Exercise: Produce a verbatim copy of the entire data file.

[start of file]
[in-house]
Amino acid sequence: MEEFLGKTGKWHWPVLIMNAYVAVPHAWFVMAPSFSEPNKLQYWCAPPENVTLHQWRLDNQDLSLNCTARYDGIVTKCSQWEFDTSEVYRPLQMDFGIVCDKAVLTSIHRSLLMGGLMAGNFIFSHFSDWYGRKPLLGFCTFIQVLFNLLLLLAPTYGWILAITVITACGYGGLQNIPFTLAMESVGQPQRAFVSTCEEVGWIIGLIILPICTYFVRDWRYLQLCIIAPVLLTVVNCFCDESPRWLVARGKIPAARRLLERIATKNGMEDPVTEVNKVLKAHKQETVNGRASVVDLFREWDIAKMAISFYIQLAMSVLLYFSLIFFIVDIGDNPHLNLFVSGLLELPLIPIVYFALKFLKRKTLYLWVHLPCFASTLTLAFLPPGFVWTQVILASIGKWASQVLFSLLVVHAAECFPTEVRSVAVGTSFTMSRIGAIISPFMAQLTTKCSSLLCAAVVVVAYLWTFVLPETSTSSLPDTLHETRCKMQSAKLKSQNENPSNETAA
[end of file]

[in-house]
Amino acid sequence: MEEFLGKTGKWHWPVLIMNAYVAVPHAWFVMAPSFSEPNKLQYWCAPPENVTLHQWRLDNQDLSLNCTARYDGIVTKCSQWEFDTSEVYRPLQMDFGIVCDKAVLTSIHRSLLMGGLMAGNFIFSHFSDWYGRKPLLGFCTFIQVLFNLLLLLAPTYGWILAITVITACGYGGLQNIPFTLAMESVGQPQRAFVSTCEEVGWIIGLIILPICTYFVRDWRYLQLCIIAPVLLTVVNCFCDESPRWLVARGKIPAARRLLERIATKNGMEDPVTEVNKVLKAHKQETVNGRASVVDLFREWDIAKMAISFYIQLAMSVLLYFSLIFFIVDIGDNPHLNLFVSGLLELPLIPIVYFALKFLKRKTLYLWVHLPCFASTLTLAFLPPGFVWTQVILASIGKWASQVLFSLLVVHAAECFPTEVRSVAVGTSFTMSRIGAIISPFMAQLTTKCSSLLCAAVVVVAYLWTFVLPETSTSSLPDTLHETRCKMQSAKLKSQNENPSNETAA